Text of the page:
Audi boss Rupert Stadler held in German diesel emissions probe

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The chief executive of Audi has been detained by German authorities investigating the ‘dieselgate’ scandal at parent firm Volkswagen.

Prosecutors in Munich said Rupert Stadler – the most senior group official to be held since the saga began – was arrested at his home in the early hours of Monday due to fears he might obstruct their continuing investigation.

He was later remanded in custody by a judge, they added.

Audi responded by insisting there was a presumption of innocence in the allegations.

Rupert Stadler is a German national who has held senior positions within VW since 1997 Audi boss Rupert Stadler held in German diesel emissions probe Audi boss Rupert Stadler held in German diesel emissions probe skynews rupert stadler 4339172
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Rupert Stadler is a German national who has held senior positions within VW since 1997

It is understood the VW group’s supervisory board will meet later in the day to discuss the development.

The emissions scandal dates back to September 2015 when VW admitted using illegal software to cheat US emissions tests on diesel engines.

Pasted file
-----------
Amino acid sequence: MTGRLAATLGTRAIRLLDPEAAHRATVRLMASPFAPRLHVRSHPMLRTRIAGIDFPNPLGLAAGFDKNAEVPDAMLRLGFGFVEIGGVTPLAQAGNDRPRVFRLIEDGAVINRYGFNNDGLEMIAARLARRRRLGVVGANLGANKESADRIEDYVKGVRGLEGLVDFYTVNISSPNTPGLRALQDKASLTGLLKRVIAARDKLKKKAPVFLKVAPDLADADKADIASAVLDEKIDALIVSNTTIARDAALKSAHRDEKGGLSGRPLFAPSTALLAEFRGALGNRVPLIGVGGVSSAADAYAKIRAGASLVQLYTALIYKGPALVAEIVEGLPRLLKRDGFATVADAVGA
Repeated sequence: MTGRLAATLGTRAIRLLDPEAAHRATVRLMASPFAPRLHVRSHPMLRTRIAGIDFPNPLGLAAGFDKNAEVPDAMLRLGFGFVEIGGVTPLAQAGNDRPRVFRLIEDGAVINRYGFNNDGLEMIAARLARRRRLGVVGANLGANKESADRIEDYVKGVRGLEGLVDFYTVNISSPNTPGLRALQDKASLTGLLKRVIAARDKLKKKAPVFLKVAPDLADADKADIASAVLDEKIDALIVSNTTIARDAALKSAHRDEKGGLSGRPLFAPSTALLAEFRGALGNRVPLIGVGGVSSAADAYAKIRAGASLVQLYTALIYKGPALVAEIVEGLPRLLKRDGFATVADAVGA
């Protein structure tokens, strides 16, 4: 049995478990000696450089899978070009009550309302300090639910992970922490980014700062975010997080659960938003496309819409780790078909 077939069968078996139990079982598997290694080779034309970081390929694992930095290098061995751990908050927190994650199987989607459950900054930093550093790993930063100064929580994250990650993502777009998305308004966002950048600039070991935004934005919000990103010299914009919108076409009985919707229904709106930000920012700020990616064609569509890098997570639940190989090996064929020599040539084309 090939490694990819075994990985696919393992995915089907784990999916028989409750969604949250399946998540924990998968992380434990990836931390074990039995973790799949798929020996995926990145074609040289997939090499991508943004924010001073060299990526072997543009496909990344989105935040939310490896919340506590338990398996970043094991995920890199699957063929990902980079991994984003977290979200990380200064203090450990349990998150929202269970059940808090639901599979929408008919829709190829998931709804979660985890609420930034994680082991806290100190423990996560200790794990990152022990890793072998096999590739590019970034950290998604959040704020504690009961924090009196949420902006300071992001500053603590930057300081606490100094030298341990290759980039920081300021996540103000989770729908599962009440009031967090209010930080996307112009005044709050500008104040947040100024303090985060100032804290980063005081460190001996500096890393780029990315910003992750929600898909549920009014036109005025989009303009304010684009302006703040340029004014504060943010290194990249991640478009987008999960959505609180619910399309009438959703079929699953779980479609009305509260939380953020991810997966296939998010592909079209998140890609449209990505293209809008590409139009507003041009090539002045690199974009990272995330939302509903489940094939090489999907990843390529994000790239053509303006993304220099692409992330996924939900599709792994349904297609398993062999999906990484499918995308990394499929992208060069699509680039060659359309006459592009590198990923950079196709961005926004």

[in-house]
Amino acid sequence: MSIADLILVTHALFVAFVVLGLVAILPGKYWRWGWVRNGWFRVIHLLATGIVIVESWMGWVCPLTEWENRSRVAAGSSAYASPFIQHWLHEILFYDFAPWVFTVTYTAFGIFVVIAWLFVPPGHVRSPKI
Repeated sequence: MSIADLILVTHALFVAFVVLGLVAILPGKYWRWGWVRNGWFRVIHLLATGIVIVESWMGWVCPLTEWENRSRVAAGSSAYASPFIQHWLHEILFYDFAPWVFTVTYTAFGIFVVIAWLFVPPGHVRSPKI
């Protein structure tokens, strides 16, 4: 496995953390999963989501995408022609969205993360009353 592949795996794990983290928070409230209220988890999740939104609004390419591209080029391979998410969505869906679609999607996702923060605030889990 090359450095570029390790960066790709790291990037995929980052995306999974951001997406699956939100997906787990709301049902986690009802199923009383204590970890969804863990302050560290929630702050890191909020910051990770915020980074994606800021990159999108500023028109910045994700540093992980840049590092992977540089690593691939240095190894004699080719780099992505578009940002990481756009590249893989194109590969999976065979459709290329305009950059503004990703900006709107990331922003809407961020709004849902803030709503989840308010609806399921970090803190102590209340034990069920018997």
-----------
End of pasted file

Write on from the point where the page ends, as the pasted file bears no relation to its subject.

It later admitted so-called defeat devices were fitted to more than 11 million of the group’s cars worldwide, including 1.2 million in the UK.

The fallout has cost VW more than $30bn to date – the bulk of that sum in the US where, in May, prosecutors filed criminal charges against former VW boss Martin Winterkorn.

Martin Winterkorn quit as chief executive of the VW group shortly after the diesel emissions scandal came to light Audi boss Rupert Stadler held in German diesel emissions probe Audi boss Rupert Stadler held in German diesel emissions probe skynews martin winterkorn vw 4300085
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Martin Winterkorn quit as chief executive of the VW group shortly after the diesel emissions scandal came to light

But he is unlikely to face any trial there because Germany blocks extradition requests to countries outside the EU.

The focus of the dieselgate scandal has since fallen on Germany, where the authorities are conducting a number of investigations.

Daimler, which owns the Mercedes brand, was the latest manufacturer to face scrutiny last week when Germany’s transport ministry ordered the recall of hundreds of thousands of vehicles over diesel emissions software.

It emerged in January that an agency – funded by VW, Daimler and BMW – had carried out tests on monkeys in 2014 in an attempt to demonstrate diesel engine emissions were not as harmful to health as campaigners claim.

A public relations chief at VW called Dr Thomas Steg later took full responsibility for the tests.

VW has since moved away from a focus on diesel technology towards electric vehicles – a focus expected to be driven hard by new VW group boss Herbert Diess.

His plans include changes to the company’s wider leadership structure.



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